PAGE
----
As 2019 is the 10th anniversary of Otley Pub Club, we’re hoping to kick off a couple of projects to commemorate the event. That old chestnut a pub passport might finally arrive, and an inter-pub quiz is definitely on the horizon. And maybe we could think of doing something with books. I’m sure most of us have a few books [or hundreds, like me!] lying around the house that we’re unlikely to read again, and selling books is hardly worth the effort nowadays. Perhaps we could think of a way of helping any pubs who want to encourage reading by holding a small stock of books themselves. [Some already do, of course.] Unwanted books could be donated centrally or collected by us, then distributed to the pubs who wanted them. Pub customers could then either swap one of their own books for one they wanted to read, or make a donation that could be shared between Otley Pub Club and the pub in question – or their favourite charity. Just a thought, but do let me know if you think it’s a runner!



You might already know that The UCI [Union Cycliste Internationale or International Cycling Union] road world championships are coming to Harrogate later this year. The ‘grand tours’ [of Italy, France and Spain] are classic events, but the world championships are arguably THE most important event in the annual cycling calendar. They surely are for the individual riders who win their chosen event, and get to wear a world champions jersey for the next 12 months. I know there are many people who hate the disruption that road closures during bike races brings to a town like Otley, but for the sake of a few hours of closures we will get to see all the best men and women cyclists in the world racing through our town [albeit for only a few minutes at the speed they all travel!]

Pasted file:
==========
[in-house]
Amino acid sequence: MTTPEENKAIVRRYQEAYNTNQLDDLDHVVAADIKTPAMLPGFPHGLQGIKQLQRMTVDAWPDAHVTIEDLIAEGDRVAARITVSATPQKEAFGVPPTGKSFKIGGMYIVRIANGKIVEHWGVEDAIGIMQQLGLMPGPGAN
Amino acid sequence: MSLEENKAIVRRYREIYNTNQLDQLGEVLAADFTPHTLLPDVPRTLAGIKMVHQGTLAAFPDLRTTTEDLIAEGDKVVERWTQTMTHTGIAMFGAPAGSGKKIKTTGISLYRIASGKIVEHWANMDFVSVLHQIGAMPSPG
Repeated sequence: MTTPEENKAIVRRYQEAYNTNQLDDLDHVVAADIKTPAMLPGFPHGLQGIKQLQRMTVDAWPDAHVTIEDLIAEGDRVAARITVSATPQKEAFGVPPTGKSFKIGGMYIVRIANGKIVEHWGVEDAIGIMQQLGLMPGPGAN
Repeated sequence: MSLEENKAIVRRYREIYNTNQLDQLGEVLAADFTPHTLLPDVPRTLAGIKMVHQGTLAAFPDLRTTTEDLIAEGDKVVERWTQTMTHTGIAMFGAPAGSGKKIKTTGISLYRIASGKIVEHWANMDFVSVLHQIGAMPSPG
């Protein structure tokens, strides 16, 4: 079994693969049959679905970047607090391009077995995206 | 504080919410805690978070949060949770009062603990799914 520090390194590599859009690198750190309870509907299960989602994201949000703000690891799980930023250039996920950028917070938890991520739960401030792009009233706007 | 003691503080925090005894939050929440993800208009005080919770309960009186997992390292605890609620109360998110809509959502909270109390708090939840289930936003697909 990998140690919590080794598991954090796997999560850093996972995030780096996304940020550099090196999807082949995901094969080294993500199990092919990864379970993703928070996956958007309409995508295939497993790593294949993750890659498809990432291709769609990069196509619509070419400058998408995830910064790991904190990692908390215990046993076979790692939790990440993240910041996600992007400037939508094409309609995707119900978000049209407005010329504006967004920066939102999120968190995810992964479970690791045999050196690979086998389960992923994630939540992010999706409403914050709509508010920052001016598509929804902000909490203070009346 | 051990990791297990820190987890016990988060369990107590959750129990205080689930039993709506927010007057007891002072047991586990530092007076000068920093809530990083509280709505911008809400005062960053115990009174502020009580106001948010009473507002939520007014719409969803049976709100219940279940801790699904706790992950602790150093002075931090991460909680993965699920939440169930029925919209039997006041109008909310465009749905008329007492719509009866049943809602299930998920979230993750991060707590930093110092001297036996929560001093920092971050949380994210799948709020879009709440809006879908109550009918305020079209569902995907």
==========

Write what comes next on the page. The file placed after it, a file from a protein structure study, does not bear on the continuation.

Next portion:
As we did for the Tour de France in 2014, Otley Pub Club want to mark the occasion with one of its now-famous pub projects. We haven’t got much further than the simple main idea yet, but will be working on the detail between now and September. We are hoping to allocate a different one of the top cycling nations to each of the pubs on the route [and elsewhere in town if the pubs want us to]. We would then put up the national flag and bunting outside the pub, and possibly even translate the pub name into the national language of the country chosen. If it were possible to have typical food and drink from the chosen nation on sale, so much the better [but we do realise all the difficulties involved in that!]

If we were going to be REALLY optimistic, we could try to get musicians and dancers from each of the nations to come and perform at their pubs – either on the days the races come through, or even over the first weekend of the championships, which is Otley Folk Festival weekend! But the real reasons for the project would be twofold: to attract cycling fans from the countries involved to come to Otley and visit their pub; and to once again raise the profile of Otley and its pubs on local, national and international media. Tell us right now if you hate the idea, or watch out for more progress during the next 8 months.

[Pictured is a framed signed shirt from Otley’s own Lizzie Deignan, from her previous team Boels Dolman, with the world champion rainbow colours on neck and cuffs. Lizzie kindly let us have it for our Yorkshire Celebrities project in 2018, and it might be one of the prizes in an OPC charity raffle later this year.]